Unless something unexpected happens, Iran and the West are on a collision course. The key to the coming confrontation is a basic diplomatic fact. Israel has a widely recognized casus belli against Iran, having been threatened with national destruction by Ahmadi-Nejad and his boss numerous times. The conflict is therefore likely to start with an Israeli strike against Iran's nuclear facilities and their defenses.

True or False: We Are Losing The War Against Radical Islam
By Fareed Zakaria, Newsweek, July 2-9, 2007 issue

In the two decades before 9/11, Islamic radicalism flourished, while most governments treated it as a minor annoyance rather than a major security threat. September 11 changed all that, and subsequent bombings in Bali, Casablanca, Riyadh, Madrid and London forced countries everywhere to rethink their basic attitude. Now most governments around the world have become far more active in pursuing, capturing, killing and disrupting terrorist groups of all kinds. The result is an enemy that is without question weaker than before, though also more decentralized and amorphous.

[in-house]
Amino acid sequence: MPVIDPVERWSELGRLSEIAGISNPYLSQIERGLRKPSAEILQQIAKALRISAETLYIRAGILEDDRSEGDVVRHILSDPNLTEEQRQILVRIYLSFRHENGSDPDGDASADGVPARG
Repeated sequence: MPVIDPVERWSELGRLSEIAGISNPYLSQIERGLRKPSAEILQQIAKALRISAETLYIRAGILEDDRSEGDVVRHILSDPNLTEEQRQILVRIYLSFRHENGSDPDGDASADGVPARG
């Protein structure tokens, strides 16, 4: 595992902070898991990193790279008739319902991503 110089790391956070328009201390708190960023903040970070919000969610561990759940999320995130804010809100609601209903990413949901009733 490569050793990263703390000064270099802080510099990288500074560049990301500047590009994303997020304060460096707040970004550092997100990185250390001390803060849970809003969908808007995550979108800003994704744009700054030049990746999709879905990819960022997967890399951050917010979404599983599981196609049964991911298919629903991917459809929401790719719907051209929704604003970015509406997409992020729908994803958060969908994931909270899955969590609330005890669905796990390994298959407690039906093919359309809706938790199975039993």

The Retreat of the West?
By Jonathan D. Strong, The American Thinker, June 18, 2007

The consequences of retreat from the Middle East will result in Iranian and/or Islamo-fascism filling the power vacuum left by the West in the region.  This probability will have dire consequences for the West politically, economically, and strategically. It is imperative that the West, led by the United States, counteract the offensive taking place against Western interests in the Middle East.  Fostering democracy is a worthy goal, but it must follow, not precede,  the defeat of Islamic extremism on the battlefield and in the hearts and minds of the people in Muslim countries.

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From Elsewhere

Voters Showing Buyer's Remorse
Investor's Business Daily, June 21, 2007

Like the victim of a slick used car salesman tricked into buying a lemon, Americans wish they could return the Democratic Congress their votes bought: Confidence in Congress has hit an all-time low of 14%.

U.N. Says Government Must Control Land Use
By Henry Lamb, Freedom21 Conference speaker, June 23, 2007

Here's a message to Congress: Quit trying to play God with your global warming fantasies, and get busy eliminating the earmarks for your pet projects; close the borders to illegals; fully fund our military. And for the sake of every American, and future generations, publicly disavow the notion that "Private land ownership contributes to social injustice," and abandon the idea that "Public control of land use is indispensable!"

Conservative Media Bias
American Conservative Union